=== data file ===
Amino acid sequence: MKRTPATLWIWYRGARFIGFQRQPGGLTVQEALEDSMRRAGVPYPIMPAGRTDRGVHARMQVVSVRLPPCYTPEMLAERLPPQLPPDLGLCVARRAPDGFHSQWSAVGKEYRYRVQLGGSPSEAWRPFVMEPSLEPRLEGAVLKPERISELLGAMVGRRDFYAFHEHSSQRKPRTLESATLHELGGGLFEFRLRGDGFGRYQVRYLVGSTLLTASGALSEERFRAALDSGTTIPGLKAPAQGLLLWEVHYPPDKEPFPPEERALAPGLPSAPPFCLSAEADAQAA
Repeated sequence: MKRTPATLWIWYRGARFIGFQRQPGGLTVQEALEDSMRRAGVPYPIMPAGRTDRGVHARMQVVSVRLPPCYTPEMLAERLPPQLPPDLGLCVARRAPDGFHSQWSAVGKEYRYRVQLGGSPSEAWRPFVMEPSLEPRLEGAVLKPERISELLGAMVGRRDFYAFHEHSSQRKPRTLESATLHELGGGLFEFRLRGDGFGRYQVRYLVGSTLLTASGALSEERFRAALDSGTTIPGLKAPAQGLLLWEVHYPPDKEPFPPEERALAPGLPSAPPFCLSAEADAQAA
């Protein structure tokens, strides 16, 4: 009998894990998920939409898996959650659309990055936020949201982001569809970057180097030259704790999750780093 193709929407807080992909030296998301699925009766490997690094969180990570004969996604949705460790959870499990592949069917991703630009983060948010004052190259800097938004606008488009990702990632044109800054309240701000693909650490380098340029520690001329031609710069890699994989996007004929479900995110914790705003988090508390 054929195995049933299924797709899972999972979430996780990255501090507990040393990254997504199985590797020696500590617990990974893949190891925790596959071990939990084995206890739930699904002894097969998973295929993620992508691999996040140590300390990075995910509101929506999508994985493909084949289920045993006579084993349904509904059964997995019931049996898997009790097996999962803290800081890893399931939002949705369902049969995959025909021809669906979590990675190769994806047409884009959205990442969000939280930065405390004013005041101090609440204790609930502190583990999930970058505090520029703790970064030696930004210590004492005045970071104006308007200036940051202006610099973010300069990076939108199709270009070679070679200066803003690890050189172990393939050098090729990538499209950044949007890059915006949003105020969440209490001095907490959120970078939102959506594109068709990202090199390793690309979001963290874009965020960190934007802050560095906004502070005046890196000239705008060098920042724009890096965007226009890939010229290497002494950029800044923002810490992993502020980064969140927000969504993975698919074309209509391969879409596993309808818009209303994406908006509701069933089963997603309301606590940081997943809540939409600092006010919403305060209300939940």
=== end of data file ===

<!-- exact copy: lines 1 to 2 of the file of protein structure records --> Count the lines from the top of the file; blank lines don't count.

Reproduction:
Amino acid sequence: MKRTPATLWIWYRGARFIGFQRQPGGLTVQEALEDSMRRAGVPYPIMPAGRTDRGVHARMQVVSVRLPPCYTPEMLAERLPPQLPPDLGLCVARRAPDGFHSQWSAVGKEYRYRVQLGGSPSEAWRPFVMEPSLEPRLEGAVLKPERISELLGAMVGRRDFYAFHEHSSQRKPRTLESATLHELGGGLFEFRLRGDGFGRYQVRYLVGSTLLTASGALSEERFRAALDSGTTIPGLKAPAQGLLLWEVHYPPDKEPFPPEERALAPGLPSAPPFCLSAEADAQAA
Repeated sequence: MKRTPATLWIWYRGARFIGFQRQPGGLTVQEALEDSMRRAGVPYPIMPAGRTDRGVHARMQVVSVRLPPCYTPEMLAERLPPQLPPDLGLCVARRAPDGFHSQWSAVGKEYRYRVQLGGSPSEAWRPFVMEPSLEPRLEGAVLKPERISELLGAMVGRRDFYAFHEHSSQRKPRTLESATLHELGGGLFEFRLRGDGFGRYQVRYLVGSTLLTASGALSEERFRAALDSGTTIPGLKAPAQGLLLWEVHYPPDKEPFPPEERALAPGLPSAPPFCLSAEADAQAA